Lastly, it requires intense preparation and logistics. This isn’t a simple sprint race: you’re talking about running a car for 14-24 hours straight. I’ve seen so many efforts derailed by the most minor details you can imagine. I look a car prep as failure analysis, looking for the weakest link (besides the driver of course: that’s the most obvious failure point). It’s an exercise in thermodynamics. Going fast and lasting the race is all about heat management. But outside of that, I love the challenge of planning and executing an endurance race. It has to be very detailed, meticulous in order to do well.
What is your current endurance racing team status and project car?
Stalled. I really haven’t been able to get the right team together to get it going again. I’ve been working on the car solo, and taking the opportunity to learn new things, like rebuilding the engine. I’m also updating the aero of the car, as the last time we took it to Road Atlanta, it was turning lap times fast enough to rethink the vehicle aerodynamics a bit. I’d love to get a team going in Atlanta, but could really use a partner to share costs and project management.
What’s Your Favorite Competitive Racing Story?
One night during a 24 hour race, I got into the Race Hard Race Ugly E30. We were in a distant 2nd place overall at the time, but only about halfway through the race. The car was quick, turning in some of the best lap times of all the teams. I got in and started passing cars pretty regularly, maybe 2-5 cars per lap. It was at my home track, so driving it at night heavily favored me. I blew by my buddy in his S13. This car handled great but didn’t have the power so I zipped by him, with a pace of about 4 seconds a lap better. I settled into my 8/10ths rhythm but after a while, I saw a pair of lights start to come up through the field behind me. The headlight pattern looked like the S13, but I dismissed it as they could not match our pace. It must have been one of the other leaders, perhaps the E30 in P1, but the lights didn’t look right. A few laps later and this car had reeled me in, and it really looked like my buddy in his S13. At that point, I had to slow down and see, so I lifted on the front straight to get a look see. Sure enough, my buddy blew right by me in the S13, and it was ON. He had picked up his pace when I passed him, because he was bored and wanted to chase me down. I passed him back on the next lap: I could not match his corner grip, but he could not match my power advantage. We went 10/10ths for the next hour, slicing traffic, setting picks. We must have changed positions a dozen times. We fought HARD, and used traffic to gain any advantage. Everyone just got out of our way. Nobody wanted anything to do with us: night laps are often just run at 8 or 9 tenths to put in the laps and stay out of trouble. That wasn’t us: we fought an epic hour-long battle. They actually wound up moving into a distant third place and we took the overall the end. I’ll always remember that fight. I eventually bought that S13 and started the Alabama team with it.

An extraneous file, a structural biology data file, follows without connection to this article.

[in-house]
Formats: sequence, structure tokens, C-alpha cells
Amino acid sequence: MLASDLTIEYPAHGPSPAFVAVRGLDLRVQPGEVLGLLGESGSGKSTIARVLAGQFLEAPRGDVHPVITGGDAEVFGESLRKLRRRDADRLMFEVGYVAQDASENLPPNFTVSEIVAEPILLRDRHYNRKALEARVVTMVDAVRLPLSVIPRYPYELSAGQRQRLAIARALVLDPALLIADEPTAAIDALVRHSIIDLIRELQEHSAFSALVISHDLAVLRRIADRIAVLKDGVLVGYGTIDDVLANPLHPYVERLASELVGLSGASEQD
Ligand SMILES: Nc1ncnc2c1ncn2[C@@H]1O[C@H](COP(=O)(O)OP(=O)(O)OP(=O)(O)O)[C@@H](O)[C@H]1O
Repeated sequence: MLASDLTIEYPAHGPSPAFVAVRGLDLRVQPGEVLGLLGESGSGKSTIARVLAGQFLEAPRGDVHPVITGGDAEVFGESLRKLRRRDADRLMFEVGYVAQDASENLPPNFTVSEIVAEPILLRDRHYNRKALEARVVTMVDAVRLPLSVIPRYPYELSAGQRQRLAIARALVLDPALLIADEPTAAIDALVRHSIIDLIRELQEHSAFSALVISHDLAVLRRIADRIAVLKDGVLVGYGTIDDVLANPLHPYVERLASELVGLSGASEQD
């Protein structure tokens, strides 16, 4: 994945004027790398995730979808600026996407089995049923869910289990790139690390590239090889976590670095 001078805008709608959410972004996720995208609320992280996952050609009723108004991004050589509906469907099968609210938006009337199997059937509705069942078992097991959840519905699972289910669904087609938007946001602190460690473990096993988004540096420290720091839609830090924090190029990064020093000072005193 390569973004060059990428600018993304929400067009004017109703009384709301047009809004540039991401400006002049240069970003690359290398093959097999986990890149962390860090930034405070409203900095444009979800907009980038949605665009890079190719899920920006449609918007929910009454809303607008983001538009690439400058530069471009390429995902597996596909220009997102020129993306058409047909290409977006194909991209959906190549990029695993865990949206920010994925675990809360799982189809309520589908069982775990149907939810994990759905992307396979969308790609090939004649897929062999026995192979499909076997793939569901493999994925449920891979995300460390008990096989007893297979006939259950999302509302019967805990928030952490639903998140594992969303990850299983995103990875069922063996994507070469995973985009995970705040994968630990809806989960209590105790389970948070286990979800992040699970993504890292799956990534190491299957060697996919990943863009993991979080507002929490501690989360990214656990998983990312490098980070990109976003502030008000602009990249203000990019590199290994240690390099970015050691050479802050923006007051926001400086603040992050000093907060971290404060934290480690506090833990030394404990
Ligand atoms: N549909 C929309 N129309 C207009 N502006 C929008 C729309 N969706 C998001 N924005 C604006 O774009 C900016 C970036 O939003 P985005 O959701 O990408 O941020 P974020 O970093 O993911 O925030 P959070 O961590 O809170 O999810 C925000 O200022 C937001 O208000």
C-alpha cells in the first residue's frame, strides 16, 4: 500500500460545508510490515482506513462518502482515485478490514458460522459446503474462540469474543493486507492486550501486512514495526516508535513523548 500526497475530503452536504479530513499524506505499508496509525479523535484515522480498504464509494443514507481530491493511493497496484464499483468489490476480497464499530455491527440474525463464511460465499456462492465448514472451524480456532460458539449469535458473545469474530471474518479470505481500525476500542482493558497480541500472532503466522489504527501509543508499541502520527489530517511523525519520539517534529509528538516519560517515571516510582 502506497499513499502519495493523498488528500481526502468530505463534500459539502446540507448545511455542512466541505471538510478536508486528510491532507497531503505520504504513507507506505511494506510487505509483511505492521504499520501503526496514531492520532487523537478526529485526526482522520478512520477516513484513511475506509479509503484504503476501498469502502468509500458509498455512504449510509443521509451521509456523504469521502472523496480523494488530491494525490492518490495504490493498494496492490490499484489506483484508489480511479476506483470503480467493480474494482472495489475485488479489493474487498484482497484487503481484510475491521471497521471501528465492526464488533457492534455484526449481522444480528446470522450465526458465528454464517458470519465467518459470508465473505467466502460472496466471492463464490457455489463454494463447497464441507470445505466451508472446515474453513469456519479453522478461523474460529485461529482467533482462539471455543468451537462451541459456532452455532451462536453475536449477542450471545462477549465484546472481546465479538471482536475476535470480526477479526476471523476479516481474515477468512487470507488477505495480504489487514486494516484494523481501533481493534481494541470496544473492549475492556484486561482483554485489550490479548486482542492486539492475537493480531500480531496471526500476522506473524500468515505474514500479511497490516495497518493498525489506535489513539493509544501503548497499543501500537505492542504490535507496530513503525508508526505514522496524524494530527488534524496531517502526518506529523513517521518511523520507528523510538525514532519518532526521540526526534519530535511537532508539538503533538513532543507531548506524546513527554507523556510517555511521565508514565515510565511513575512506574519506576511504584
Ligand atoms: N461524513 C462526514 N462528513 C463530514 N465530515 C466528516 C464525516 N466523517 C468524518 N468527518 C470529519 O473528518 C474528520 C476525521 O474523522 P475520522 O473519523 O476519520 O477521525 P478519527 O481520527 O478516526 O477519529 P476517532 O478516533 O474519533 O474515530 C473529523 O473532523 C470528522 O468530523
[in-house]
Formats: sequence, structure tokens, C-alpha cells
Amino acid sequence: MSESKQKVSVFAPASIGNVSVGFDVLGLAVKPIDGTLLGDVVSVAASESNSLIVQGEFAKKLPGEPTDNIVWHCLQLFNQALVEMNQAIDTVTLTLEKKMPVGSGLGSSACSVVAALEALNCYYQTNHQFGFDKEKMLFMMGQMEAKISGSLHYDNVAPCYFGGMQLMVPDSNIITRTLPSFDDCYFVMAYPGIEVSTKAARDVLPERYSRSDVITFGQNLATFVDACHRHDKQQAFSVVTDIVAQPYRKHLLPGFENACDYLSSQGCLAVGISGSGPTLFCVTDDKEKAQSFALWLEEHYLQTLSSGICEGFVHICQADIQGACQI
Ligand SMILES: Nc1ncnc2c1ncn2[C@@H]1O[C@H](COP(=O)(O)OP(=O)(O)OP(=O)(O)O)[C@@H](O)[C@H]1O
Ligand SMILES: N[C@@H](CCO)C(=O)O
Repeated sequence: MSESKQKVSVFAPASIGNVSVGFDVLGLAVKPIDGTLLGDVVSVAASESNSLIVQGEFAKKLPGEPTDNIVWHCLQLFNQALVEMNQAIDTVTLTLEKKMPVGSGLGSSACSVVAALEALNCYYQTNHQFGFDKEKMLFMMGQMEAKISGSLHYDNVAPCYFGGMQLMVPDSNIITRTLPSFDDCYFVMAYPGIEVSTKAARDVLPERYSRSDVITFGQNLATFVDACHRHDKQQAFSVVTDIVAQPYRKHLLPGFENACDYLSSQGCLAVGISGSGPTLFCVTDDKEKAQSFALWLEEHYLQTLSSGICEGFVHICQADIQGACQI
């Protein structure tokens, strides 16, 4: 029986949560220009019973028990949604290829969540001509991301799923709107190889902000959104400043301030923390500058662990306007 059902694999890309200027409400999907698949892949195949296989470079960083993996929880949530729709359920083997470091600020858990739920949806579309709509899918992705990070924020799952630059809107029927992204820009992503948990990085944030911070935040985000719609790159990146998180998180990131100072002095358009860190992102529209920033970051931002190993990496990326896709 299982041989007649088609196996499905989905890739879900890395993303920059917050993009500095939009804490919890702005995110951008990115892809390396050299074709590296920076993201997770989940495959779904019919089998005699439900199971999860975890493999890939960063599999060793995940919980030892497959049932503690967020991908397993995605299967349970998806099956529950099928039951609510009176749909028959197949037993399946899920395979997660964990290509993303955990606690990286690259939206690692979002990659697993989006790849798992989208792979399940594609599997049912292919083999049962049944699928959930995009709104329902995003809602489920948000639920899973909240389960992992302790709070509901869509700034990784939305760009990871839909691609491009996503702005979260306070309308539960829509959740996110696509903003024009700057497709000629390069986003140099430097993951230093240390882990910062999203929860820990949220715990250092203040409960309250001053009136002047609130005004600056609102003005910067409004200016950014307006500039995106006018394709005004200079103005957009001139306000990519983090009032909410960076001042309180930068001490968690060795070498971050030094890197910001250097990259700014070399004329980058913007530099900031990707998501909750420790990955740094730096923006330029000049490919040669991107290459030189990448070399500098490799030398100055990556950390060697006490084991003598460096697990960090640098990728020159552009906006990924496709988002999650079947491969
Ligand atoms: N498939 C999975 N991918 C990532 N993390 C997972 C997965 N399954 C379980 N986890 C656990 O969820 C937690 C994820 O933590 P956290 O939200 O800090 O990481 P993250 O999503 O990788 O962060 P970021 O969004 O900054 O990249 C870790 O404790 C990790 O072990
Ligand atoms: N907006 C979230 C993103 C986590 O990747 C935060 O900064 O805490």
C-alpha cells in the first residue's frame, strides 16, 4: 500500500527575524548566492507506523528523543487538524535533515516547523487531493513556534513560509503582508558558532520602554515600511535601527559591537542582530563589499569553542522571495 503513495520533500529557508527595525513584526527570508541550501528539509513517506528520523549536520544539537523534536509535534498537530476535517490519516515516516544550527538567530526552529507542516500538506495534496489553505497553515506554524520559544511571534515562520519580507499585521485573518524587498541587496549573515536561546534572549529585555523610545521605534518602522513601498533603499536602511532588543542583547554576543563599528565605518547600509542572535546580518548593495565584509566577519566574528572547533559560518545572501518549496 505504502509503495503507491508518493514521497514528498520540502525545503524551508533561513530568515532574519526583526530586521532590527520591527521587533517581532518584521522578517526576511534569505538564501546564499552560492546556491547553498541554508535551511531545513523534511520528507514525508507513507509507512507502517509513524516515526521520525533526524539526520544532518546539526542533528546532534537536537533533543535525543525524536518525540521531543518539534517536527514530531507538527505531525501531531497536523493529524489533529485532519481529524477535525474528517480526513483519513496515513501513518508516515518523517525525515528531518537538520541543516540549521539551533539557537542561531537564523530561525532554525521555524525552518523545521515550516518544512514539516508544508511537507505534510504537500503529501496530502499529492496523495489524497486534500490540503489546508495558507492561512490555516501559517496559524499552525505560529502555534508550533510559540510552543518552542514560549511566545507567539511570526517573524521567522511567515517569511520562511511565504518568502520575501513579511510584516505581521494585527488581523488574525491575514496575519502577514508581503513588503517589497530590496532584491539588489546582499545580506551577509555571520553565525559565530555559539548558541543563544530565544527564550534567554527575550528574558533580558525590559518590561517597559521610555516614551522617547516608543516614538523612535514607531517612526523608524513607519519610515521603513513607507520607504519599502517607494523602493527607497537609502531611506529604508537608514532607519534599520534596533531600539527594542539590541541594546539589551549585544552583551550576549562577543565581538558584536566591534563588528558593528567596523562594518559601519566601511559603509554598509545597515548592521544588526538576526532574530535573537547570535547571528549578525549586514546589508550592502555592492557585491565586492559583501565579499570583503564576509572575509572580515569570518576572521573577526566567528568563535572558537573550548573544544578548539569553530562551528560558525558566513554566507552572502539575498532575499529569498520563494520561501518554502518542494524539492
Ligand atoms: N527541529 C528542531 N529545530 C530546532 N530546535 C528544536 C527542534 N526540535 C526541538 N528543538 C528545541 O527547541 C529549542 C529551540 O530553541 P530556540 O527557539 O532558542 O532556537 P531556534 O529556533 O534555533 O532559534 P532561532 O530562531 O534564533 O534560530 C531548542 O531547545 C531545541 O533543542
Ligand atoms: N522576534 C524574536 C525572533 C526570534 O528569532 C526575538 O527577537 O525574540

What are your favorite car things to geek out on?
Engineering. I love engineering, and seeing how problems get solved through the design process. It’s the small details I enjoy. I studied mechanical engineering in college, and love to see how it all fits together to be more than the sum of its parts.
I find car culture to be very cliquish, and not enough respect for another person’s ride. It may not be your cup of tea, but someone else may be very proud of what they bought or built.
What is your favorite thing you’ve ever done behind the wheel?
I’ve had some fantastic drives in competition. SCCA Rallycross is hilarious fun. I’ve done over 100 autocrosses, and that can be very competitive.
Those are great times, but my favorite time behind the wheel was in 2012 when I went to the Nurburgring. It’s an absolute bucket-list place to go, and I rented a Lotus Exige 240S for a dozen laps. The track itself is insanely long and difficult. It’s narrow, and has a thousand feet of elevation change. There are three towns inside it. And on the open lap days, it’s an automotive mecca. There’s a big parking lot and Devil’s Diner café at the entrance on the Döttinger Höhe straight. Cars roll in, park, hang out like any cars & coffee, so run a few laps, come back to cool off the tires. This happens all day long and some amazing cars show up. It’s fantastic.